TGIM Guest Blog: 5 Lessons I Learned from a Lateral Move


Rob T


I had worked in recruiting for almost 8 years before I transitioned from recruiting to sales in December 2014. I was a high delivery recruiter with tenure at LaSalle, and people told me I’d be great at sales.


Some say the best recruiters are like great salespeople, and in many ways, this is true: both involve cold calls, diligence, good timing, and a little luck. You’re often engaging someone you’ve never spoken to before, trying to offer help and advice. You have to arm yourself with great data, and be quick to respond to their almost guaranteed objection to you calling in the first place.


Recruiting and sales both live and die on metrics: in recruiting you track calls, phone screens, in person interview numbers, submissions to clients, client interviews, etc. In sales, you measure yourself by cold calls, live conversations, meetings set, meetings attended, entertainment, networking events, etc. In this sense, I thought the transition would be fairly smooth, but…


My transition isn’t going as well as I thought it would back in December.


There have been challenges I didn’t anticipate: I stepped into a field where the best salespeople have deep, 10+ year relationships with managers and HR, and my job is to somehow open the door for LaSalle.


The reality is that I was starting from the bottom, despite being at the same company in the same industry. It’s like being a 30-year-old freshman in college.


But my transition has taught me a lot about this company and about pushing through the challenges:


Your teammates care; lean on them

At LaSalle Network, we are in this together. Whether I’m trying to overcome new objections or looking through a contract and I see unfamiliar language… I know that some of my teammates have seen these things! You cannot be afraid to ask a teammate to spend 5 minutes of their time to offer their expertise. Someone “paid it forward” when they were new, and someday you’ll be able to do the same!


Sometimes, just sharing your challenges and frustrations with teammates can help – when teammates you look up to admit they’ve had similar challenges, you remember you’re not alone.



Get excited and share success

You worked hard for your sale, let everyone know! Your coworkers want to celebrate with you, and you could make new connections. LaSalle has an open floor plan, and one of the best things about it is that you never know who knows who. Often you’ll hear someone say, “I just got a meeting with so and so” and someone will shout, “I know someone there, let me know if I can help!”


It happens daily, and I’m very grateful for this part of our culture. It helps volumes!



Just grind

So much of sales is timing; you can go through days and weeks where you’re just getting stalled. Nothing comes through. The job is defined by “activity over time = generation.” That’s all it is.


So I grind. I’m on the phone all the time, trying to get more meetings. You could have one day where you make 80 calls and no one picks up, and then the next day 6 people pick up and you get meetings. Every day is different, and you just have to keep your own emotions in check and stay positive.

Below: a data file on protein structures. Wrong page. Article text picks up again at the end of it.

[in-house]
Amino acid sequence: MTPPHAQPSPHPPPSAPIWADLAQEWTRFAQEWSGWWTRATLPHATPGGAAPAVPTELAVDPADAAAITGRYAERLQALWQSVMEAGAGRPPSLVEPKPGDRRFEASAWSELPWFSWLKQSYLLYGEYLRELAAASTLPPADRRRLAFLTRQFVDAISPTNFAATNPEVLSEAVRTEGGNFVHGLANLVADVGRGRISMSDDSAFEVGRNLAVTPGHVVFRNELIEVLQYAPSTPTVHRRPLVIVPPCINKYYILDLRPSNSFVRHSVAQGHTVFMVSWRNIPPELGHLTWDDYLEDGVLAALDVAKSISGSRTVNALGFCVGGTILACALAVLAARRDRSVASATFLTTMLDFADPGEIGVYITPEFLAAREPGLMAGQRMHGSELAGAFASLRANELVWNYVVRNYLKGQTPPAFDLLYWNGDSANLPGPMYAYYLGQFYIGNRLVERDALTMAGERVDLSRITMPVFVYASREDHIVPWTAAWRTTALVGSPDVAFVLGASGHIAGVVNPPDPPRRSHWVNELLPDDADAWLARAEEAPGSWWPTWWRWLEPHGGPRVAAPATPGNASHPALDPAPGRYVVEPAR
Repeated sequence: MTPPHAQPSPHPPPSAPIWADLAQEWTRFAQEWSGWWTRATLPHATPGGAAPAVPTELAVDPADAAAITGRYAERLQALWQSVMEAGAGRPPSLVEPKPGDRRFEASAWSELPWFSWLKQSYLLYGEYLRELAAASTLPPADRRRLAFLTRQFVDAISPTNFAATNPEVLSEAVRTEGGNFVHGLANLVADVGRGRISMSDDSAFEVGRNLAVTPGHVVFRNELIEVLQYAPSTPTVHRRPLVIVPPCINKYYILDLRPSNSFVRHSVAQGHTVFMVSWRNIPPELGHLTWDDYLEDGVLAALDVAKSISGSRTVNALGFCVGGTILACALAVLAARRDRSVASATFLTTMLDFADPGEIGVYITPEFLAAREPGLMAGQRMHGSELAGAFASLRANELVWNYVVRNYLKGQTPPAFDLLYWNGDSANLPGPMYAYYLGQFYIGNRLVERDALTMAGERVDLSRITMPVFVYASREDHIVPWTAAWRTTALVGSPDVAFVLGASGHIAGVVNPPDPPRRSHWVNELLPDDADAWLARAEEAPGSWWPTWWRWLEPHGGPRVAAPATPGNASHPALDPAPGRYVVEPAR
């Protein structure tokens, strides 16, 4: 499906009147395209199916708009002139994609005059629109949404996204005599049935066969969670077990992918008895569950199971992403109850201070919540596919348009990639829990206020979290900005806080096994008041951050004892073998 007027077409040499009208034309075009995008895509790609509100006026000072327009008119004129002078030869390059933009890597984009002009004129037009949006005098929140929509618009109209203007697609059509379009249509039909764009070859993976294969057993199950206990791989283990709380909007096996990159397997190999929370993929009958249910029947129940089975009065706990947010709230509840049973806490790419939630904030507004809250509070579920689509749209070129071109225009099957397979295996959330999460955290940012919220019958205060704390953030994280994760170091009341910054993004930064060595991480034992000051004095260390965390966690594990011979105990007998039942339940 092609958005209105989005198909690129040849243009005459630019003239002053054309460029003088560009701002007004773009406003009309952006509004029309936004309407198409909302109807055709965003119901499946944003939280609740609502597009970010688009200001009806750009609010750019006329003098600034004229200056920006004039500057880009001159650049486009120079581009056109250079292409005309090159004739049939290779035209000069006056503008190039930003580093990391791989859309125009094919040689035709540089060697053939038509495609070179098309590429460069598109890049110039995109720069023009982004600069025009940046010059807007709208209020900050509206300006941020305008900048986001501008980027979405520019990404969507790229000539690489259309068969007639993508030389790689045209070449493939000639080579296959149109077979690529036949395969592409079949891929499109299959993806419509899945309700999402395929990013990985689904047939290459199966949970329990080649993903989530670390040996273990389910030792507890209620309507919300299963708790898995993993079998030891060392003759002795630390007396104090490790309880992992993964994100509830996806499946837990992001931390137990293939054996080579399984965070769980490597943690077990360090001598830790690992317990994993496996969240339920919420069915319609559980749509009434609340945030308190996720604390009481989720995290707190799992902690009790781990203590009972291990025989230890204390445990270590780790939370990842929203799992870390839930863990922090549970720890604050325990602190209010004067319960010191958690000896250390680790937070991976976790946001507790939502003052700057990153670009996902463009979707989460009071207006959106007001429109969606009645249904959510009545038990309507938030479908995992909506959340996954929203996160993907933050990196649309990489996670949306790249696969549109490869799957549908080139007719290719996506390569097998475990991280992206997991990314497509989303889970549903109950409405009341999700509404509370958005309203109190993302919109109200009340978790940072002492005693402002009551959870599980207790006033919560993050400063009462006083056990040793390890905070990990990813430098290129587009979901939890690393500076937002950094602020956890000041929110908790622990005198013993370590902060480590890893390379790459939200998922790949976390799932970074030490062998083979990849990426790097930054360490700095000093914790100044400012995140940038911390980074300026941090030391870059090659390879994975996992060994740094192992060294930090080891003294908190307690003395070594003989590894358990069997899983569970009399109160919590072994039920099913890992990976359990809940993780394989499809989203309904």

Your activity over time, combined with your resources will build the starting points of your success. It does not guarantee success; people still need to like you in a meeting, our recruiting teams still need to deliver on candidates, etc. But don’t let the grind get you. In time, you’ll reap the reward for your efforts.



Share with your manager

If you’re feeling frustrated, sometimes just talking to your manager can help; they can offer validation that what you’re doing makes sense, or they can offer solutions or new approaches.


No sale is ever easy; talk through challenges with your manager. Trust your instincts, but a manager is there for a reason – they know what’s best for the company.



Remember: It takes time!

People appreciate consistency: it’s all about follow-up, hard work, and diligence. When I call people, I don’t usually hear “Oh geez, another salesperson.” Instead they say “Oh Rob, I know you.”


Our prospects and clients want to know that they will be working with someone who has put in the time themselves and who will be there to support them long-term. Time combined with consistent results will result in relationships and growing your business. The time and diligence is my job as a salesperson, and the consistent results are on me and our recruiting team.


While we don’t sell a product, we are selling a brand, and our brand is the best there is in Chicago for staffing and recruitment. It has been so much fun to be a part of our growth since ’08, and to be in a position to ‘sell’ our brand daily. I couldn’t ask for more as a business development manager!


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